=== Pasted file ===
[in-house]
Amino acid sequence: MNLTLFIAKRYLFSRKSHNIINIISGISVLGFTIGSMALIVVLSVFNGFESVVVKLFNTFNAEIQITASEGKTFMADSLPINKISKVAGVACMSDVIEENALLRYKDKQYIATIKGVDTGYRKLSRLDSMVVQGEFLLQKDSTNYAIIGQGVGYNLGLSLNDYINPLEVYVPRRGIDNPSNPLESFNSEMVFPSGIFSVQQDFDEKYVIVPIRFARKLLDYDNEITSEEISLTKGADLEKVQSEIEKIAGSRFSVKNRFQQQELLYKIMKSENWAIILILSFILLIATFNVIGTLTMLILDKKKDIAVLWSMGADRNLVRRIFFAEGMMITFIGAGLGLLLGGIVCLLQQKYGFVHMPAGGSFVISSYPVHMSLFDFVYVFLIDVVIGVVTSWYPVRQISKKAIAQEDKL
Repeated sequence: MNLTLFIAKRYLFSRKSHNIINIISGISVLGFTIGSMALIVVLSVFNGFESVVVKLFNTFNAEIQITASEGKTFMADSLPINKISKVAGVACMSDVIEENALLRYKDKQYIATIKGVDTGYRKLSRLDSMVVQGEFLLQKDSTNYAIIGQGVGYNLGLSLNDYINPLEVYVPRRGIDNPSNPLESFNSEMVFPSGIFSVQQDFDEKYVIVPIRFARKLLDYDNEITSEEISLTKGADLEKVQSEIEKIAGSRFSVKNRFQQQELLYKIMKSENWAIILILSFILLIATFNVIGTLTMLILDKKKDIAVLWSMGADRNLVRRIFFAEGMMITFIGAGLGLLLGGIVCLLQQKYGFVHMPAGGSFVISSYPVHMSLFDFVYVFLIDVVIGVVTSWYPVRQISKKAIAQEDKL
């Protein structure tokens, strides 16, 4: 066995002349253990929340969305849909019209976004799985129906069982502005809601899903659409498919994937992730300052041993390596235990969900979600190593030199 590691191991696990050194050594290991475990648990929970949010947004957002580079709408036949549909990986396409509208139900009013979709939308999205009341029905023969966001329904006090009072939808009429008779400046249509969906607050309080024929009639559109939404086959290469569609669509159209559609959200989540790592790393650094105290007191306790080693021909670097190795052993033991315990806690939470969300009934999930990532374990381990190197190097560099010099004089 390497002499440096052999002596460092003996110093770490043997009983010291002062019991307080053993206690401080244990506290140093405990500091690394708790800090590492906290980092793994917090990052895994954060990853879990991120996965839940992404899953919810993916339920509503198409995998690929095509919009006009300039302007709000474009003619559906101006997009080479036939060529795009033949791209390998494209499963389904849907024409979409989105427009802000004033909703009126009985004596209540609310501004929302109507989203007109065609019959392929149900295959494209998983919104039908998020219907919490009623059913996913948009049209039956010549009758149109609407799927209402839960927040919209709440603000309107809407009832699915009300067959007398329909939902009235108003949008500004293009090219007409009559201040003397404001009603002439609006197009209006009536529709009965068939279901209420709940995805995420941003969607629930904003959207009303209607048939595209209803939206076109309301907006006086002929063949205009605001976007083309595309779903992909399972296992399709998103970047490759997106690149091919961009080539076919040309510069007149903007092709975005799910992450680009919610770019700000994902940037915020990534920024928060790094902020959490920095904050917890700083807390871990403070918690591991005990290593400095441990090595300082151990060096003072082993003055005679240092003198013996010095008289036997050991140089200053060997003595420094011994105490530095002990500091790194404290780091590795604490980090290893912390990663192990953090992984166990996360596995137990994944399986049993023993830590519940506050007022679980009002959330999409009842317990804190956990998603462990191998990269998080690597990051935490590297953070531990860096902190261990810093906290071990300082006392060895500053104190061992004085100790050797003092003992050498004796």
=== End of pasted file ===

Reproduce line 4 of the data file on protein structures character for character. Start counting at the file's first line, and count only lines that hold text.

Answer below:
């Protein structure tokens, strides 16, 4: 066995002349253990929340969305849909019209976004799985129906069982502005809601899903659409498919994937992730300052041993390596235990969900979600190593030199 590691191991696990050194050594290991475990648990929970949010947004957002580079709408036949549909990986396409509208139900009013979709939308999205009341029905023969966001329904006090009072939808009429008779400046249509969906607050309080024929009639559109939404086959290469569609669509159209559609959200989540790592790393650094105290007191306790080693021909670097190795052993033991315990806690939470969300009934999930990532374990381990190197190097560099010099004089 390497002499440096052999002596460092003996110093770490043997009983010291002062019991307080053993206690401080244990506290140093405990500091690394708790800090590492906290980092793994917090990052895994954060990853879990991120996965839940992404899953919810993916339920509503198409995998690929095509919009006009300039302007709000474009003619559906101006997009080479036939060529795009033949791209390998494209499963389904849907024409979409989105427009802000004033909703009126009985004596209540609310501004929302109507989203007109065609019959392929149900295959494209998983919104039908998020219907919490009623059913996913948009049209039956010549009758149109609407799927209402839960927040919209709440603000309107809407009832699915009300067959007398329909939902009235108003949008500004293009090219007409009559201040003397404001009603002439609006197009209006009536529709009965068939279901209420709940995805995420941003969607629930904003959207009303209607048939595209209803939206076109309301907006006086002929063949205009605001976007083309595309779903992909399972296992399709998103970047490759997106690149091919961009080539076919040309510069007149903007092709975005799910992450680009919610770019700000994902940037915020990534920024928060790094902020959490920095904050917890700083807390871990403070918690591991005990290593400095441990090595300082151990060096003072082993003055005679240092003198013996010095008289036997050991140089200053060997003595420094011994105490530095002990500091790194404290780091590795604490980090290893912390990663192990953090992984166990996360596995137990994944399986049993023993830590519940506050007022679980009002959330999409009842317990804190956990998603462990191998990269998080690597990051935490590297953070531990860096902190261990810093906290071990300082006392060895500053104190061992004085100790050797003092003992050498004796």